“So the question isn’t, ‘Is the U.S. a reliable partner?’ The question is, how do the U.S. and Canada sit down and do business together? And I think Canada has made a very credible case for why our economies are integrated. And I’ve been part of that too, [about] why it is in the U.S. interest to build things together and not build up these barriers against each other. But that’s an ongoing, constant struggle.”
The other question is whether the two countries should adopt the same approach to autocratic regimes such as China.
CBC News: The House12:13Democracies that trade together, stay together
The ‘risk’ in trading with autocracies
To help ease inflationary pressures, the Biden administration is looking at lifting punitive tariffs imposed on Chinese goods during Donald Trump’s term in office.
Tai was asked during a news conference with Ng in Ottawa whether the two countries should be trading with autocratic regimes at all.
“We are placing a real focus on risk, and how we address risk in global supply chains. That is a lot of the conversation between us,” she said. “With respect to autocracies, there is a particular risk that we are realizing in terms of trade relationships that … present a higher profile in terms of risk.”
Statistics Canada reported last May that exports from Canada to China rose 14 per cent from 2020 to 2021 — a period that covered the illegal detention of Canadians Michael Spavor and Michael Kovrig. Coal exports led the way, even though Canada has vowed to do more to reduce greenhouse gas emissions.
“Well, we are steadfast at promoting human rights around the world. We’re steadfast at supporting businesses to grow, particularly in building out into the green economies,” Ng told The House, pointing to Tai’s visit as a signal that Canada is actively engaged in building dependable supply chains with like-minded countries.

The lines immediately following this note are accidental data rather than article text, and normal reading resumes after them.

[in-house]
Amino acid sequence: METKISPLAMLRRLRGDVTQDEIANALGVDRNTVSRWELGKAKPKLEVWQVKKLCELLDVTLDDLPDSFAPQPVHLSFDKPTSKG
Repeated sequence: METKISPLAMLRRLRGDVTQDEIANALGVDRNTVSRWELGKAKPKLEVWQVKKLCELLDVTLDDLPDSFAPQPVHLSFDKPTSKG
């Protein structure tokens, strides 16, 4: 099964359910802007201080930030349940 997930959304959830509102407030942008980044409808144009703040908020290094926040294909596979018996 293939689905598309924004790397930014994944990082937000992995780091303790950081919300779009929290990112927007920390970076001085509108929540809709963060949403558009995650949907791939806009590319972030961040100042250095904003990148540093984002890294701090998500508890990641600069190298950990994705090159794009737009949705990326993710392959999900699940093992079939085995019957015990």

“We are seeing record-high trading volumes with the Europeans. We are seeing $1 trillion — the highest trade that we’ve ever done with the United States in this last year.”
Canada also is leading efforts to reform the World Trade Organization to support more rules-based trading relationships, Ng said.
Trade hasn’t changed Russia, China: Taylor
“I think Canadians are looking to us, and this is certainly the work that I am doing, advocating and promoting and supporting rules based trade and working to solidify those supply chains that Canadians would expect us to, and particularly in an area where we have to be able to build out for the planet and for the people.”
Taylor said that while Ng deserves credit for her leadership at the WTO, the long-held Liberal position that engaging with countries like China and Russia allows Canada to push for human rights and other reforms is now outdated.
“Russia has been part of the WTO for about 10 years. And there’s been no demonstrable political and social freedoms in that country,” he said. “The same with China.”
Ng said that’s a key reason why Canada continues to look for new trading partners in Asia and to promote “friend-shoring” to reinforce existing supply chains within North American and Europe.
It’s all about getting more value out of those shared values.